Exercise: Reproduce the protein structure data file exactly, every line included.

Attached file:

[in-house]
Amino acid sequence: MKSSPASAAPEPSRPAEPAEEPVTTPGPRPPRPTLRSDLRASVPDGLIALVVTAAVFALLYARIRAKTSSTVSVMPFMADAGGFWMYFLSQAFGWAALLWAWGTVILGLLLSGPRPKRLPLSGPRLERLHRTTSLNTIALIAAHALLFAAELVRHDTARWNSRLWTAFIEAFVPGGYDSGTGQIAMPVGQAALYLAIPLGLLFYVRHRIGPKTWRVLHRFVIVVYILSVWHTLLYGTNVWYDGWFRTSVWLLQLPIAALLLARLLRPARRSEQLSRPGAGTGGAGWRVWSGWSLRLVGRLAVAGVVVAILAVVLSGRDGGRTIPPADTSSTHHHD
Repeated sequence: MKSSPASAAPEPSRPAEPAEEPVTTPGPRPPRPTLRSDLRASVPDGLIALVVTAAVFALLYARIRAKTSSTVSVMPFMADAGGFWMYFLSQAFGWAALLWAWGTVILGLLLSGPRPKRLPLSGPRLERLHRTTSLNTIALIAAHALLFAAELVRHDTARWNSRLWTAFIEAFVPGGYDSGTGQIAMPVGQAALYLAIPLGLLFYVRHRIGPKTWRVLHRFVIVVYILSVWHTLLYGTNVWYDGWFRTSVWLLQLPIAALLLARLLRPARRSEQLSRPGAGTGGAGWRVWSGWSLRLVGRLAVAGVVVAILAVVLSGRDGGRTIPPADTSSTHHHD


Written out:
[in-house]
Amino acid sequence: MKSSPASAAPEPSRPAEPAEEPVTTPGPRPPRPTLRSDLRASVPDGLIALVVTAAVFALLYARIRAKTSSTVSVMPFMADAGGFWMYFLSQAFGWAALLWAWGTVILGLLLSGPRPKRLPLSGPRLERLHRTTSLNTIALIAAHALLFAAELVRHDTARWNSRLWTAFIEAFVPGGYDSGTGQIAMPVGQAALYLAIPLGLLFYVRHRIGPKTWRVLHRFVIVVYILSVWHTLLYGTNVWYDGWFRTSVWLLQLPIAALLLARLLRPARRSEQLSRPGAGTGGAGWRVWSGWSLRLVGRLAVAGVVVAILAVVLSGRDGGRTIPPADTSSTHHHD
Repeated sequence: MKSSPASAAPEPSRPAEPAEEPVTTPGPRPPRPTLRSDLRASVPDGLIALVVTAAVFALLYARIRAKTSSTVSVMPFMADAGGFWMYFLSQAFGWAALLWAWGTVILGLLLSGPRPKRLPLSGPRLERLHRTTSLNTIALIAAHALLFAAELVRHDTARWNSRLWTAFIEAFVPGGYDSGTGQIAMPVGQAALYLAIPLGLLFYVRHRIGPKTWRVLHRFVIVVYILSVWHTLLYGTNVWYDGWFRTSVWLLQLPIAALLLARLLRPARRSEQLSRPGAGTGGAGWRVWSGWSLRLVGRLAVAGVVVAILAVVLSGRDGGRTIPPADTSSTHHHD